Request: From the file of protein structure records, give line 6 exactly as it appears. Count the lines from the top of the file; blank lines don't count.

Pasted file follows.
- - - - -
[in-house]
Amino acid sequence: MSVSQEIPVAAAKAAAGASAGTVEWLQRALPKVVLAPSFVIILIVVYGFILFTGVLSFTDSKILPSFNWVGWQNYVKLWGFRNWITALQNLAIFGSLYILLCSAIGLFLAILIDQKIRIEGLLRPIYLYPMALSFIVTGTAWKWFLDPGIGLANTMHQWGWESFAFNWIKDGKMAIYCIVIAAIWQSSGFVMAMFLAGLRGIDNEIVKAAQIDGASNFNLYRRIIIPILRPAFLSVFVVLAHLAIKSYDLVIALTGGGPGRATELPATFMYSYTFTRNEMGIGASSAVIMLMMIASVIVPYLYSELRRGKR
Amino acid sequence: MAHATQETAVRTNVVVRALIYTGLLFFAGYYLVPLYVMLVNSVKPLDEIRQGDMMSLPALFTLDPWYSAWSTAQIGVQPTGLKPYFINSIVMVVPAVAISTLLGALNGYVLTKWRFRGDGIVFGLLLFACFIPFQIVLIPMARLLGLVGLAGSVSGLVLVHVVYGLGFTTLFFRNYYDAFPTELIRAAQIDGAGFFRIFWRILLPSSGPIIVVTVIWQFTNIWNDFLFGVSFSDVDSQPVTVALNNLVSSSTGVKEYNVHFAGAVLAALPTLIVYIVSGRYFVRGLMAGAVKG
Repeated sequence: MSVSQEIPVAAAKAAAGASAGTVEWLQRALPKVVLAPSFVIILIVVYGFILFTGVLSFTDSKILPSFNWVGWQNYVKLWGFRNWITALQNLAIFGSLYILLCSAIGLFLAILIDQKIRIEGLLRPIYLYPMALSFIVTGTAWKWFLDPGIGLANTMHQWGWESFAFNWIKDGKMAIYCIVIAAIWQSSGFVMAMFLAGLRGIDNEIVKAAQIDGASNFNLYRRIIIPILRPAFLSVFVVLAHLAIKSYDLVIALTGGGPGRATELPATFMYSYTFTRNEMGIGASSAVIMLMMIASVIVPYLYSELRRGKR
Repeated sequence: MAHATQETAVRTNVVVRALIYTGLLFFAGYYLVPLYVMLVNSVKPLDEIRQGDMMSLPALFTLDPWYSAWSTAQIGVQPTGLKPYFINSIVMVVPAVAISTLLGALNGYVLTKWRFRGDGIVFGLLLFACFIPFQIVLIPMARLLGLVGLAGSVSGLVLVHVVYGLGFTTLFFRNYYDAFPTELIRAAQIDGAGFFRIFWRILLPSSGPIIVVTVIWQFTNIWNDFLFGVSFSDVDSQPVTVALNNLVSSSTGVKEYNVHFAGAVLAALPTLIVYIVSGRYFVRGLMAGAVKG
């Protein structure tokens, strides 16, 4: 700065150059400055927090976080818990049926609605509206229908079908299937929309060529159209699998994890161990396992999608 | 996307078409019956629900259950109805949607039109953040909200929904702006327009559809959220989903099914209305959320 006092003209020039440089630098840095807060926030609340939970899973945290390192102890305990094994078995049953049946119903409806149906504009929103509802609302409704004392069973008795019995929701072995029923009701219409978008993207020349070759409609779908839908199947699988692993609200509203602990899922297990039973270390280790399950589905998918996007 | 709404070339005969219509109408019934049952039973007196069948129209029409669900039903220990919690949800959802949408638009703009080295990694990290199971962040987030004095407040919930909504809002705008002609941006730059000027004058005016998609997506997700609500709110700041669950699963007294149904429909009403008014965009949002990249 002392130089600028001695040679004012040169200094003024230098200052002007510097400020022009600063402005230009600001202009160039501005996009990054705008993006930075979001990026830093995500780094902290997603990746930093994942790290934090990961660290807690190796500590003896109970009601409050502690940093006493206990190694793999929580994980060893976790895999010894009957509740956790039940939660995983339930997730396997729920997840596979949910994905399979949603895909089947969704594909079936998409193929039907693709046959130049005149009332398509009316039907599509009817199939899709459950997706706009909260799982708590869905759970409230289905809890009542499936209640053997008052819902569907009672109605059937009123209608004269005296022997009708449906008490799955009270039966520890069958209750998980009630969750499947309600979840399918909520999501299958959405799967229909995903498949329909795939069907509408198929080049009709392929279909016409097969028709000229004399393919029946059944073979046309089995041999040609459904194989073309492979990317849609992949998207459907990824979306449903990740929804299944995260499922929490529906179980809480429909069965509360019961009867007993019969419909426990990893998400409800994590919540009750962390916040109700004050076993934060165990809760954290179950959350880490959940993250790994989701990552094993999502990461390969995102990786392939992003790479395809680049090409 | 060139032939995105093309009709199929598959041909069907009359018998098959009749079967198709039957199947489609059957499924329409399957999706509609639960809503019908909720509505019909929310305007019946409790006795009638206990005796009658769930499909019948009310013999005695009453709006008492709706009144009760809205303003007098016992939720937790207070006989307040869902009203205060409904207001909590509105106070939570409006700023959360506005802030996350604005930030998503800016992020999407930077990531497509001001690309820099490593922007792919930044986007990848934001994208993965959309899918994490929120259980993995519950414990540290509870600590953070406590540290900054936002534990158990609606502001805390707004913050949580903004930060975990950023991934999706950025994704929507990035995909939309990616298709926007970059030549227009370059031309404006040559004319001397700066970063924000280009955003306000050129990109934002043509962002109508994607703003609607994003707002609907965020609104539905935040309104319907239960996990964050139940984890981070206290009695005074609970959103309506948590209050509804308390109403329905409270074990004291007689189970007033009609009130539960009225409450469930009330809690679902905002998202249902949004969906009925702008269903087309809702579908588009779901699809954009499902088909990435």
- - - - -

């Protein structure tokens, strides 16, 4: 700065150059400055927090976080818990049926609605509206229908079908299937929309060529159209699998994890161990396992999608 | 996307078409019956629900259950109805949607039109953040909200929904702006327009559809959220989903099914209305959320 006092003209020039440089630098840095807060926030609340939970899973945290390192102890305990094994078995049953049946119903409806149906504009929103509802609302409704004392069973008795019995929701072995029923009701219409978008993207020349070759409609779908839908199947699988692993609200509203602990899922297990039973270390280790399950589905998918996007 | 709404070339005969219509109408019934049952039973007196069948129209029409669900039903220990919690949800959802949408638009703009080295990694990290199971962040987030004095407040919930909504809002705008002609941006730059000027004058005016998609997506997700609500709110700041669950699963007294149904429909009403008014965009949002990249 002392130089600028001695040679004012040169200094003024230098200052002007510097400020022009600063402005230009600001202009160039501005996009990054705008993006930075979001990026830093995500780094902290997603990746930093994942790290934090990961660290807690190796500590003896109970009601409050502690940093006493206990190694793999929580994980060893976790895999010894009957509740956790039940939660995983339930997730396997729920997840596979949910994905399979949603895909089947969704594909079936998409193929039907693709046959130049005149009332398509009316039907599509009817199939899709459950997706706009909260799982708590869905759970409230289905809890009542499936209640053997008052819902569907009672109605059937009123209608004269005296022997009708449906008490799955009270039966520890069958209750998980009630969750499947309600979840399918909520999501299958959405799967229909995903498949329909795939069907509408198929080049009709392929279909016409097969028709000229004399393919029946059944073979046309089995041999040609459904194989073309492979990317849609992949998207459907990824979306449903990740929804299944995260499922929490529906179980809480429909069965509360019961009867007993019969419909426990990893998400409800994590919540009750962390916040109700004050076993934060165990809760954290179950959350880490959940993250790994989701990552094993999502990461390969995102990786392939992003790479395809680049090409 | 060139032939995105093309009709199929598959041909069907009359018998098959009749079967198709039957199947489609059957499924329409399957999706509609639960809503019908909720509505019909929310305007019946409790006795009638206990005796009658769930499909019948009310013999005695009453709006008492709706009144009760809205303003007098016992939720937790207070006989307040869902009203205060409904207001909590509105106070939570409006700023959360506005802030996350604005930030998503800016992020999407930077990531497509001001690309820099490593922007792919930044986007990848934001994208993965959309899918994490929120259980993995519950414990540290509870600590953070406590540290900054936002534990158990609606502001805390707004913050949580903004930060975990950023991934999706950025994704929507990035995909939309990616298709926007970059030549227009370059031309404006040559004319001397700066970063924000280009955003306000050129990109934002043509962002109508994607703003609607994003707002609907965020609104539905935040309104319907239960996990964050139940984890981070206290009695005074609970959103309506948590209050509804308390109403329905409270074990004291007689189970007033009609009130539960009225409450469930009330809690679902905002998202249902949004969906009925702008269903087309809702579908588009779901699809954009499902088909990435």